This weekend, the hashtag #MeToo went viral, highlighting the magnitude of sexual assault around the world.
The origins of the #MeToo movement demonstrate the domino effect at its best — starting with a brave idea and quickly blooming into a movement. #MeToo has taken off in multiple languages (such as #yotambien and #moiaussi) and in multiple countries.
Indeed, one in three (35 per cent) women worldwide has experienced sexual violence in her lifetime. No doubt, if these past few days are an indication, this number is vastly undereported.
My own #MeToo, posted here and on my own social media pages, is not just a reflection on one event but, rather, on a lifetime. First as a child. Then as a student. Then as an employee.
Women around the world are in a state of contemplation. Should they post? What are the risks? Who's actually out there listening, and what will change?
Today, as the CEO of Canada's only global fund for women and girls, I have a platform to harness this global moment of contemplation. My organization invests in women and girls at the grassroots in countries like India, Kenya and Guatemala. In some of these countries, groups of women are rendered invisible, denied access to the internet and/or forbidden from leaving the house. In others, rape culture is so deeply ingrained that women and girls live in constant fear of sexual violence.
But, the point is, don't we all?
No matter what does or does not go viral on social media, the real virus is sexual assault.
The threat of sexual assault is such that young girls are taught to walk with their keys fanned between their knuckles. Girls are constantly policed for what they wear, say and do lest they invite advances. Indeed, my own eight-year-old daughter won't wear her favourite flowered shorts because the boys always try to peek at her underwear when she wears them.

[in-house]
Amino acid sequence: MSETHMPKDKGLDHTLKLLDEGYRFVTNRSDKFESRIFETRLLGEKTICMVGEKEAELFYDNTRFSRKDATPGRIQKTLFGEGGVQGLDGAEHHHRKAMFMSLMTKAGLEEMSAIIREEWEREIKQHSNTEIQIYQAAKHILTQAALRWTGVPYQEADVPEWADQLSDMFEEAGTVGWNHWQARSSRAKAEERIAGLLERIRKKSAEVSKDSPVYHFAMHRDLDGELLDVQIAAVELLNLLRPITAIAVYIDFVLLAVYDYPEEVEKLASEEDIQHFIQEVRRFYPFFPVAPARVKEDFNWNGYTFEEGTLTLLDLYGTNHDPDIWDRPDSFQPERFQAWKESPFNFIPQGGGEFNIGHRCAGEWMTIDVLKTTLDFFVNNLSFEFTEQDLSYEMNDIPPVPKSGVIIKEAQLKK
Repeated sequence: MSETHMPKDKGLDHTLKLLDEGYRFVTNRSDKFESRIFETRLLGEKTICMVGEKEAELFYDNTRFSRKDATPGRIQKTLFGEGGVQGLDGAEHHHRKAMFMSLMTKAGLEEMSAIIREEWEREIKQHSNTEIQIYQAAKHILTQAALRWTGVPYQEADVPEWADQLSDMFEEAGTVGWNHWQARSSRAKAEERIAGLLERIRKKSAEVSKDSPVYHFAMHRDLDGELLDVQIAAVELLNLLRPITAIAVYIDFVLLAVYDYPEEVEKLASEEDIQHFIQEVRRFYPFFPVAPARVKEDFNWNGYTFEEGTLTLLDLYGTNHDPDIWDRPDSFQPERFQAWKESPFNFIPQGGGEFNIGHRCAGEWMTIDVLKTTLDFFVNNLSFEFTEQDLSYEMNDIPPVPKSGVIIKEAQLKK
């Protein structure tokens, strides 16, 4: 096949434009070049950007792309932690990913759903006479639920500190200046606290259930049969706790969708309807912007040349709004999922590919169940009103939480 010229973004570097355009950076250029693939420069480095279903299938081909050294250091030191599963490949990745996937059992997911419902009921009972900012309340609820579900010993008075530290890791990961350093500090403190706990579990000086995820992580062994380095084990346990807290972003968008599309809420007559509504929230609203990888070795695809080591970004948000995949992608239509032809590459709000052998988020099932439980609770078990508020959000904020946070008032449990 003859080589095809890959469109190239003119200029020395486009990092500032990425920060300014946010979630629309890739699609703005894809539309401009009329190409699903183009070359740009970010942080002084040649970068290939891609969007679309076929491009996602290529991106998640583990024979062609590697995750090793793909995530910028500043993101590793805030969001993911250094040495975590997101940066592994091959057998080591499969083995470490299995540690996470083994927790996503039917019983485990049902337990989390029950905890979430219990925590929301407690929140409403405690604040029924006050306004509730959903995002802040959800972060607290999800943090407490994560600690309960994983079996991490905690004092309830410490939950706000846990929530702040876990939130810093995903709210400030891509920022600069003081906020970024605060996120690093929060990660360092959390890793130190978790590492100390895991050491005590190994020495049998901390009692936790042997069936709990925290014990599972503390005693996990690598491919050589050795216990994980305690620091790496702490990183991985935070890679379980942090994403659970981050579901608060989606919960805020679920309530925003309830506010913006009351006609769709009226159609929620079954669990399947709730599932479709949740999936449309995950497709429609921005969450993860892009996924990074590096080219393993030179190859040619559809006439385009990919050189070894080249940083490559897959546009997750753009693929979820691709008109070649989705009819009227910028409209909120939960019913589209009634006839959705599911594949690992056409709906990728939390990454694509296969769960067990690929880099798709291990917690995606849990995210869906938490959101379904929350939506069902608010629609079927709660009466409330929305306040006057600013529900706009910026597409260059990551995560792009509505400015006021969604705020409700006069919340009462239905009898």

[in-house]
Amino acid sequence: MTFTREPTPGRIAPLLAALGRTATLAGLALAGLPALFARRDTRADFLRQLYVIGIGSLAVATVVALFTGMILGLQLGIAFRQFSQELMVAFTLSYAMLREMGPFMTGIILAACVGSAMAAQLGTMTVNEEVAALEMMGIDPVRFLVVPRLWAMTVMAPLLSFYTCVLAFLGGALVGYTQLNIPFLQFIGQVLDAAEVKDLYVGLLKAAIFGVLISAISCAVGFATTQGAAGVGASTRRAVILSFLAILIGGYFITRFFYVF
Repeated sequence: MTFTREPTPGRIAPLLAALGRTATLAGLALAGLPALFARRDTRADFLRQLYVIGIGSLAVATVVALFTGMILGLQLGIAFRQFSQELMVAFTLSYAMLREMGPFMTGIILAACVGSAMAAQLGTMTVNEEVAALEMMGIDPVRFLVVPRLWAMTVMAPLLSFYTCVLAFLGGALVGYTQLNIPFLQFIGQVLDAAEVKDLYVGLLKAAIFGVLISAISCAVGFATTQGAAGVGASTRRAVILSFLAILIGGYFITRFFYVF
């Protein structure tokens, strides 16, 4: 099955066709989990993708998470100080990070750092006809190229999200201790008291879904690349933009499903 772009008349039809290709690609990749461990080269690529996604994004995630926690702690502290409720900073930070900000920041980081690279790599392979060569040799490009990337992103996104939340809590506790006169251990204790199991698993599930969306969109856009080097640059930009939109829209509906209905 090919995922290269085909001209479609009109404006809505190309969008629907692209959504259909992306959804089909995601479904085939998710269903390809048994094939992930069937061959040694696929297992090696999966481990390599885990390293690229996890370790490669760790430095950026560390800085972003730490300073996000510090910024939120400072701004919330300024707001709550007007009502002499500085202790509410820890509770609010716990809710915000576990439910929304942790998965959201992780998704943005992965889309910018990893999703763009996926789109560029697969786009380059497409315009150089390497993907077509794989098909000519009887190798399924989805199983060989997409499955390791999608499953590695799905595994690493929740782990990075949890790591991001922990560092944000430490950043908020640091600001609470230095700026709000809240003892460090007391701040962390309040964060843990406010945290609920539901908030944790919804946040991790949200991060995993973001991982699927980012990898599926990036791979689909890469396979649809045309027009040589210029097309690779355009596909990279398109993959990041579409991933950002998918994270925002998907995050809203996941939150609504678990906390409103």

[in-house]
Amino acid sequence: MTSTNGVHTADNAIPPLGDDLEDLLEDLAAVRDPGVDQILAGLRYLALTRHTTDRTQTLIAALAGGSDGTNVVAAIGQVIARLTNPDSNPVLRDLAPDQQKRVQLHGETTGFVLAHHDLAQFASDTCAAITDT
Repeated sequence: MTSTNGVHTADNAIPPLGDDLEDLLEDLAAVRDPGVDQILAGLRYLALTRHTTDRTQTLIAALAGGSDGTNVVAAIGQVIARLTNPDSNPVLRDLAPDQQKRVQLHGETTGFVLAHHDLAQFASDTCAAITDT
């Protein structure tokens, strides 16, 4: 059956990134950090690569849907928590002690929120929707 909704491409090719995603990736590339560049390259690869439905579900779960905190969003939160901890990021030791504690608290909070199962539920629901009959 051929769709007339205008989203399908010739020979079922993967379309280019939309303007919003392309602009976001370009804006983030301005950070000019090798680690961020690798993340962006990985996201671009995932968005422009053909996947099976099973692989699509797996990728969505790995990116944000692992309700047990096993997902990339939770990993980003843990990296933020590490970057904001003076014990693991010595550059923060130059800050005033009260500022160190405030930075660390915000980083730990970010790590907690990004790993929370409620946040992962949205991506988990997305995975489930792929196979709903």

Despite deeply ingrained societal messages to the contrary, sexual assault is neither a woman's fault nor a woman's problem. Indeed, the #MeToo movement serves as a reminder that, no matter what does or does not go viral on social media, the real virus is sexual assault: the perpetrators, the enablers, the existing cone of silence.
Not everyone can risk sharing their story. For some, the stakes are just too high. And for others, #MeToo takes a different form, demonstrating the many ways and many corners of the world in which women's bodies are assaulted, policed and controlled:
- In Kenya, where 32 per cent of girls experienced sexual violence before becoming adults, more than 200 women marched in miniskirts to proclaim #MyDressMyChoice.
- Last year, 11 Indigenous women in Guatemala came together, representing thousands of women who could not come forward, to protest 30 years of state-controlled sexual violence. In a landmark court case, they won, holding two former military officers accountable for their actions.
- In 2016, a mobile journalism project in India emboldened women to share their stories of sexual assault via a Snapchat filter that masked their identity. Imagine rape survivors sharing their truth as fire-breathing dragons.
If the brave posts shared by women this weekend tell us anything, it's this: movements are made up of individuals — those who have stories to tell and those who have platforms to amplify those stories. And movements eventually get so big, powerful and undeniable that they cannot be ignored.
Women around the world show us every day that they believe a better world is possible. And to that, I say, #MeToo.
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